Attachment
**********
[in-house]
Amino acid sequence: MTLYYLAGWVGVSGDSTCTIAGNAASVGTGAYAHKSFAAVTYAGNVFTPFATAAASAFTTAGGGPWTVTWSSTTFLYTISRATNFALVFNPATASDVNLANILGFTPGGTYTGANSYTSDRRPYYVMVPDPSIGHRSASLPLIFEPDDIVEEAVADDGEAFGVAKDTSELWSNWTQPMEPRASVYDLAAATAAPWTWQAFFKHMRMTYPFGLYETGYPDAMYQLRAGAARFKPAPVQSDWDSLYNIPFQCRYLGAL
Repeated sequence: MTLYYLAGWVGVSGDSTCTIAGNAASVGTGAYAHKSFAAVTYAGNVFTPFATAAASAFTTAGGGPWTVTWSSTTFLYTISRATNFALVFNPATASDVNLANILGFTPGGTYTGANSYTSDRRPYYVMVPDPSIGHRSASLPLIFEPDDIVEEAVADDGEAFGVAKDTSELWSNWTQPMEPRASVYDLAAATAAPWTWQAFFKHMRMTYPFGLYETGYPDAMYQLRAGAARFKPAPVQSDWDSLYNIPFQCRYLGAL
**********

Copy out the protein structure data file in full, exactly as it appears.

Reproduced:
[in-house]
Amino acid sequence: MTLYYLAGWVGVSGDSTCTIAGNAASVGTGAYAHKSFAAVTYAGNVFTPFATAAASAFTTAGGGPWTVTWSSTTFLYTISRATNFALVFNPATASDVNLANILGFTPGGTYTGANSYTSDRRPYYVMVPDPSIGHRSASLPLIFEPDDIVEEAVADDGEAFGVAKDTSELWSNWTQPMEPRASVYDLAAATAAPWTWQAFFKHMRMTYPFGLYETGYPDAMYQLRAGAARFKPAPVQSDWDSLYNIPFQCRYLGAL
Repeated sequence: MTLYYLAGWVGVSGDSTCTIAGNAASVGTGAYAHKSFAAVTYAGNVFTPFATAAASAFTTAGGGPWTVTWSSTTFLYTISRATNFALVFNPATASDVNLANILGFTPGGTYTGANSYTSDRRPYYVMVPDPSIGHRSASLPLIFEPDDIVEEAVADDGEAFGVAKDTSELWSNWTQPMEPRASVYDLAAATAAPWTWQAFFKHMRMTYPFGLYETGYPDAMYQLRAGAARFKPAPVQSDWDSLYNIPFQCRYLGAL